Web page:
A two-year associate degree is one of the quickest ways to becoming a registered nurse, but it isn’t without its downfalls. RNs with this level of education tend to earn less than RNs with other degrees. They also miss out on some of the general education classes often necessary for advancement. However, once in the door, you may find that your employer has a continuing education program to help you earn your BSN.
As of 2012, the average salary of an RN was $67,930 a year, reports the U.S. Bureau of Labor Statistics. The bottom 10 percent of earners made less than $45,040, while the top 10 percent earned a minimum of almost $95,000. However, these figures don't account for the type of degree, as education has some bearing on earnings.
A survey published in “Nursing2013,” a publication for nursing professionals, found that the choice of degree could improve salaries. Of the degree options for becoming an RN, a two-year degree provided the lowest pay, at an average of $58,000 a year as of 2011. Four-year bachelor’s degrees came in second, with an average of $64,400 a year. RNs with master's degrees had the highest earning potential at an average of $69,500 a year.
A two-year RN degree provides many of the same educational opportunities as does BSNs and RN diplomas. Students split their training between classroom and clinical experience. Coursework includes nursing interventions, health assessments and anatomy and physiology, among others. Students also spend time in different care units, including emergency, pediatrics and maternity. The only real difference between an associate degree and a bachelor’s degree is the additional training. BSN students often learn leadership, communication and critical thinking skills, as well as go deeper into the physical and social sciences.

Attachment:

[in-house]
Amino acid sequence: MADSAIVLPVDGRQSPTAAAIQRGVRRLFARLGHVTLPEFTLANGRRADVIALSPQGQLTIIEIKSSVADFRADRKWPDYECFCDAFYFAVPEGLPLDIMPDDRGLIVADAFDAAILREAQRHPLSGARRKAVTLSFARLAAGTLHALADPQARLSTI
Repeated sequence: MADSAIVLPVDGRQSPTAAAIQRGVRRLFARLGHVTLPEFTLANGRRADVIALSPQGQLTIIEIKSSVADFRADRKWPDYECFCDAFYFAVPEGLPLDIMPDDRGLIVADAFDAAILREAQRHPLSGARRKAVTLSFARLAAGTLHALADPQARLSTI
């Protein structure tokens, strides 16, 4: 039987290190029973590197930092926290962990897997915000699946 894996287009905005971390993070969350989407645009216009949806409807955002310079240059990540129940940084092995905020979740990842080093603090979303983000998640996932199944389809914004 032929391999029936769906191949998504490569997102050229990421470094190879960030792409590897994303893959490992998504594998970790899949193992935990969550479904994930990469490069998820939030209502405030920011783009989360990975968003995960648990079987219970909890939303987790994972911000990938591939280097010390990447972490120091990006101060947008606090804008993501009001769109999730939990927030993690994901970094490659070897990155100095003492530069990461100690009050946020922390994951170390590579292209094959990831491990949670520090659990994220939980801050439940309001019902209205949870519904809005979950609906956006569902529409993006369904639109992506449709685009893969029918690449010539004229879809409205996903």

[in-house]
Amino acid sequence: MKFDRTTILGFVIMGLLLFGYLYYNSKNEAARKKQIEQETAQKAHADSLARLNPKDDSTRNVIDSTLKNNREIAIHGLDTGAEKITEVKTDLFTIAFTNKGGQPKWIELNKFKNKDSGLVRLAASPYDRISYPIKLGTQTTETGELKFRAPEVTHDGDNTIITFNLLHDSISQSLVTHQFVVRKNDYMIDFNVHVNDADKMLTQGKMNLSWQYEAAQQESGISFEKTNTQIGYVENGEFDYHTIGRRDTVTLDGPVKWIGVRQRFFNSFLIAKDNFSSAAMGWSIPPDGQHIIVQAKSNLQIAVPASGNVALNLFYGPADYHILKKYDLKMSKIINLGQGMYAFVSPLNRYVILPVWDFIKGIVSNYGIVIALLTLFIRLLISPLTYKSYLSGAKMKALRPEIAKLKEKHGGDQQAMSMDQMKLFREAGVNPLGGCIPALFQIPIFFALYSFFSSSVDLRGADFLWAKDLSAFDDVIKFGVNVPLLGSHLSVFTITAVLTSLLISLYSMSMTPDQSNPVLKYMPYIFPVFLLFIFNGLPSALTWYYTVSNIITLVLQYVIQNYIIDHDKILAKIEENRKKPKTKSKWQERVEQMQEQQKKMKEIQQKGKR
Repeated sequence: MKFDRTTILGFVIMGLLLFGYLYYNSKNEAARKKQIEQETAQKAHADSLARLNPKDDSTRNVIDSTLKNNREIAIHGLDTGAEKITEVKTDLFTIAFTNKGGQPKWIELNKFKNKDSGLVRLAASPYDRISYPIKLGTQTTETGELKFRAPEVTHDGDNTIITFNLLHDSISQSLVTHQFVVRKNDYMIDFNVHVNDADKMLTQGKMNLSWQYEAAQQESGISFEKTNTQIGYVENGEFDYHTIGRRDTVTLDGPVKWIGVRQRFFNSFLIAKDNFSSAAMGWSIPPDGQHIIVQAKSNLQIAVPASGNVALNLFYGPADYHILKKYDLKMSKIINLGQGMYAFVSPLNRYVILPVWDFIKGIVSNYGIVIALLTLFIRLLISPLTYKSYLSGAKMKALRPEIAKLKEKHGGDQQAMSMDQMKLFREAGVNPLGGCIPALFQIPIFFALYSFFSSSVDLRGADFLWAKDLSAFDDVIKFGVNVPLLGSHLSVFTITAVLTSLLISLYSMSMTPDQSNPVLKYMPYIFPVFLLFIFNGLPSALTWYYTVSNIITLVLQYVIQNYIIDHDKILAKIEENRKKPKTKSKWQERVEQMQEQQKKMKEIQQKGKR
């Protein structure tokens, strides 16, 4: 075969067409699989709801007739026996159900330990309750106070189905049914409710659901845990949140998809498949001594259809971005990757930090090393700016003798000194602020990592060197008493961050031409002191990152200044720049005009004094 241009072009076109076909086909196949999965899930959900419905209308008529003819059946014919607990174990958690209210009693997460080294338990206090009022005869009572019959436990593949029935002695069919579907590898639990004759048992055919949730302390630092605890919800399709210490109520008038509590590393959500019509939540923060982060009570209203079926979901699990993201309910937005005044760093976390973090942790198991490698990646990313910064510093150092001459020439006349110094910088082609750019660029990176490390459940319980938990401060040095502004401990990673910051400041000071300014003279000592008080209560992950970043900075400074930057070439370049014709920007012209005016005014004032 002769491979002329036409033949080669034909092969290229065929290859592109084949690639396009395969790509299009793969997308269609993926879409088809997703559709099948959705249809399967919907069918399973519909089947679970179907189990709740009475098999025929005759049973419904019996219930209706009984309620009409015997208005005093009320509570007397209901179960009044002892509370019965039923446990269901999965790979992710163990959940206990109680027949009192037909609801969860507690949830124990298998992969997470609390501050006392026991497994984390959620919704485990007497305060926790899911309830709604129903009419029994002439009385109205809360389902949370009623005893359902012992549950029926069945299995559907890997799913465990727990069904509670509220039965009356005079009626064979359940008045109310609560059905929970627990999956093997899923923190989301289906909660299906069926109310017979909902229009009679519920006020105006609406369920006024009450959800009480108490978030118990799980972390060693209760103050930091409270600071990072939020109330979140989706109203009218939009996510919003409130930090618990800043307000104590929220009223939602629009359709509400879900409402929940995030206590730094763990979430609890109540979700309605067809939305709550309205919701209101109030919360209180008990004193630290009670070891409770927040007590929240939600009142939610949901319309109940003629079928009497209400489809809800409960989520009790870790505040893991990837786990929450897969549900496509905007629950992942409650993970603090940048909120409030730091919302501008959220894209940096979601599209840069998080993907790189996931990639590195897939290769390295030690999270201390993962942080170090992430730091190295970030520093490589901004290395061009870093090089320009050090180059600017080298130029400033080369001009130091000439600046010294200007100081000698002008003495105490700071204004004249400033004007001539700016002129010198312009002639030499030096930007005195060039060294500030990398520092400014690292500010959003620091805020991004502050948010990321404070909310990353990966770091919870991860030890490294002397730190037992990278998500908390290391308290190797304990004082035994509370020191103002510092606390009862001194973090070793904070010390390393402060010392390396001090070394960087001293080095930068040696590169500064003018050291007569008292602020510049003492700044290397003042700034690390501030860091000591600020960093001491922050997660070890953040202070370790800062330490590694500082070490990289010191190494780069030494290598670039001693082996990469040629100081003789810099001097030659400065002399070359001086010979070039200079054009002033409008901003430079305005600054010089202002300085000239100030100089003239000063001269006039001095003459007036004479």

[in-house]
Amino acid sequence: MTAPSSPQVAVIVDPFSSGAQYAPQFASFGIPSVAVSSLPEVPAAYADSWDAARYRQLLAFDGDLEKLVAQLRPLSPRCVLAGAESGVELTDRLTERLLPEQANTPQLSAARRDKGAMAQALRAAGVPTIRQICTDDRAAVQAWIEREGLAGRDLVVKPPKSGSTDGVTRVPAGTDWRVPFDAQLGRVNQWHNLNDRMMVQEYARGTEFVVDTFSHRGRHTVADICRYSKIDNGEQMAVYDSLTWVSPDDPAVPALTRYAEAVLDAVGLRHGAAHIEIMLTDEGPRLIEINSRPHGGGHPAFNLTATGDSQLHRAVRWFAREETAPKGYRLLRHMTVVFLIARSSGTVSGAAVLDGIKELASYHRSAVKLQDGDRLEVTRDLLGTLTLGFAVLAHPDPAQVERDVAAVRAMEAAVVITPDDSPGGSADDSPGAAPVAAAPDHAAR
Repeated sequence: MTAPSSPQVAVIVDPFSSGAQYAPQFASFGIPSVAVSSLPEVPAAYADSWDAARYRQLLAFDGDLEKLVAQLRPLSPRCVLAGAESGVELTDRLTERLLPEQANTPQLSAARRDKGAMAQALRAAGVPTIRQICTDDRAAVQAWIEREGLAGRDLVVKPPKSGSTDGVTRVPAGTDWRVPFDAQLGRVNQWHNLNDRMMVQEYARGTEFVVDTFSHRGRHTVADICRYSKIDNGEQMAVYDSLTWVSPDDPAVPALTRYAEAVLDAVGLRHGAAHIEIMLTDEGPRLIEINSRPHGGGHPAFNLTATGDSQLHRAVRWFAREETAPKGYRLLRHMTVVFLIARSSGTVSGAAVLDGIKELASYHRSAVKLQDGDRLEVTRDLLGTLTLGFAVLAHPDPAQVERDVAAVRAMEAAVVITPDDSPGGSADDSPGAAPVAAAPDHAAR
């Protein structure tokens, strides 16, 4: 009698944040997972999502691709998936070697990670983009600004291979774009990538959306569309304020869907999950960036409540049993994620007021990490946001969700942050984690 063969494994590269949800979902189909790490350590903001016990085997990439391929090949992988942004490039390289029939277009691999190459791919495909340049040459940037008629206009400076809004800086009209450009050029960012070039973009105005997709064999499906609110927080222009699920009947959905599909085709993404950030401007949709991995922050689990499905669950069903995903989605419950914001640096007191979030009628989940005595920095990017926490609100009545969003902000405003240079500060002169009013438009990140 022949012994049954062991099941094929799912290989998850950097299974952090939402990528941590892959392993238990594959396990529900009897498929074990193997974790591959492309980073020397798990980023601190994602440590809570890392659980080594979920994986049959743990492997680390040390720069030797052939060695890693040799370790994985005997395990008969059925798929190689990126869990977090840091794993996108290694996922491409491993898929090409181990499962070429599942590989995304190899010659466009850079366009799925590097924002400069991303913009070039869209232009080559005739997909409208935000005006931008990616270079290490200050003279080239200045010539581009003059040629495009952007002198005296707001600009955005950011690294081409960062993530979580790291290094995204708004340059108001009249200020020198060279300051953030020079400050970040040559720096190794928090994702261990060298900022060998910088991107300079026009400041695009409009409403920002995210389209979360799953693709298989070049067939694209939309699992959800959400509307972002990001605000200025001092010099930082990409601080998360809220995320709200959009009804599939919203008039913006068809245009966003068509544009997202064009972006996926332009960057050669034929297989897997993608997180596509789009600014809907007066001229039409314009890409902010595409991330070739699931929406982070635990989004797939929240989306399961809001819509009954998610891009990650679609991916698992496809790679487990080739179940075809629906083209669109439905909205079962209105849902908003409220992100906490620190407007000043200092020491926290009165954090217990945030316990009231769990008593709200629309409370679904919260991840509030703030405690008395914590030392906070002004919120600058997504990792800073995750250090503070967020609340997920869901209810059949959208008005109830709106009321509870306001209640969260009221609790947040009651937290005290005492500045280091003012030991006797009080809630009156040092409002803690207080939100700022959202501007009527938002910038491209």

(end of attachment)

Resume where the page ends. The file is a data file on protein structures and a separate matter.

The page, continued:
The BLS expects employment for RNs to grow faster than the national average for all U.S. occupations, at a rate of 26 percent. This translates into the creation of over 700,000 new positions. These new jobs can be found across almost all practice settings, including hospitals, physicians' offices, home health care services and outpatient care centers. RNs willing to relocate should see the best prospects, since some parts of the country experience difficulties attracting qualified candidates, according to the BLS.
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